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 Chroniques Albums

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MessageSujet: Re: Chroniques Albums   Lun 11 Nov - 20:41

STRYPER

No More Hell To Pay
(Frontiers)

Reviewed by : Carl Begai
Rating : 8.5

Gotta admit, with all the online babble from the band about how No More Hell To Pay would be the heaviest STRYPER album ever, it’s something of a disappointment being eased into the proceedings rather than cracked in the teeth by a wall of aggression. Not that tracks ‘Revelation’ and the title track (tracks 1 and 2) are weak by any means – quite the contrary, actually – but I was expecting riffs in the spirit of ‘Makes Me Wanna Sing’ and ‘The Way’ to kick things off. Along comes track three ‘Saved By Love’, however, and it’s clear the band was not in fact blowing holy smoke, just biding their time before giving the fans a righteous ass-kicking. No More Hell To Pay is loaded with guitar shred – riffs and solos – from top to bottom and frontman Michael Sweet’s high-end vocals are as strong as ever, with brilliant production to match (as in bassist Tim Gaines can actually be heard for a change), making for one of Stryper’s best albums to date.
‘Legacy’, ‘Te Amo’, ‘Renewed’ and ‘Saved By Love’ are instant standouts as the fastest / heaviest tracks on the record (even though the titles read like a bloody chick flick soundtrack), and the songs where Sweet offers up a welcome rougher edge to his voice. They’re a stark contrast to the brazen ’80s flavour of ‘Water Into Wine’ and ‘Sympathy’, which probably would have saved the sadly over-STYX-ified In God We Trust album (1988) had they been written way back when. Fulfilling the expected To Hell With The Devil-ism requirements are ‘No More Hell To Pay’ and ‘Sticks & Stones’ (the album’s ‘Calling On You’), while their cover of THE ART REYNOLDS SINGERS’ 1966 gospel hit ‘Jesus Is Just Alright’ kills their 1990 rendition of EARTH, WIND & FIRE's ‘Shining Star’ dead. Additional credit where it’s due, lone ballad on the record, ‘The One’, is a solid track – grudgingly admitted – that’s thankfully devoid of the sickly sweetness of previous Stryper odes of love and honour. And the chest-thumping ‘Marching Into Battle’, which had the potential to be a dumb-as-a-stump MANOWAR call to arms, is the album’s anthem and already on its way to becoming a staple in the band’s live set.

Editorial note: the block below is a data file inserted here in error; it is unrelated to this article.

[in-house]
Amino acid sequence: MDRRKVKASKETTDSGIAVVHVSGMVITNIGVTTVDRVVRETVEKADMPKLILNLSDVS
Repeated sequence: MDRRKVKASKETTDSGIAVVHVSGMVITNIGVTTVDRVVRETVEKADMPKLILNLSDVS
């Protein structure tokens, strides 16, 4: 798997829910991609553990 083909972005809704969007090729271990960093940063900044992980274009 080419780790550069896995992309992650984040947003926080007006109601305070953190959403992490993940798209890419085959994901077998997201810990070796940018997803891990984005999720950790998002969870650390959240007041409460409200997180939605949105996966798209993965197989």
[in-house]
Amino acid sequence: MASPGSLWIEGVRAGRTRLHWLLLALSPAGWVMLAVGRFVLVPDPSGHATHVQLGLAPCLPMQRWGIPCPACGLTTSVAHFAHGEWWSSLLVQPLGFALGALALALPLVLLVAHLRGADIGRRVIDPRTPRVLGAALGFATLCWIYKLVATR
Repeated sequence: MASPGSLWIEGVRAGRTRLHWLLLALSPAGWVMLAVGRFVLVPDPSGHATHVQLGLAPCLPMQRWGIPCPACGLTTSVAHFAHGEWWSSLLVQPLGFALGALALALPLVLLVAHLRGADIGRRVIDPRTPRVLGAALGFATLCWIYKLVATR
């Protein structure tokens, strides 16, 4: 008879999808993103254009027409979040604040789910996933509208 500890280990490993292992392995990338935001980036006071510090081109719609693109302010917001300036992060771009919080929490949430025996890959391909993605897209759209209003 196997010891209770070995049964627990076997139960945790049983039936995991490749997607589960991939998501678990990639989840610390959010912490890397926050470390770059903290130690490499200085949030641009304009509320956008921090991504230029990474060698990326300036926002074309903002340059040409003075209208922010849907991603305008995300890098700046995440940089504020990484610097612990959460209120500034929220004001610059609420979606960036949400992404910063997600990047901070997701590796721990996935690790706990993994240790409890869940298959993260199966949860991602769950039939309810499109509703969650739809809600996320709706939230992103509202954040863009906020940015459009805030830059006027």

After two glorified cover albums – everyone else, then themselves – and the over-the-top tease of ‘God’ that closed out The Covering, it’s nice to see that Stryper are still capable of delivering the original goods, especially considering the strength of the reunion album Reborn (2005) and Murder By Pride (2009). They’ve had a good run since reuniting; here’s hoping for several more records in the vein of No More Hell To Pay.
Oh yeah, congrats on FINALLY having some kick-ass artwork gracing the cover. Just waiting for the religious groups to get their God-blessed briefs in a bunch and move to have it banned like they did with To Hell With The Devil’s original look.
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MessageSujet: Re: Chroniques Albums   Jeu 5 Déc - 21:36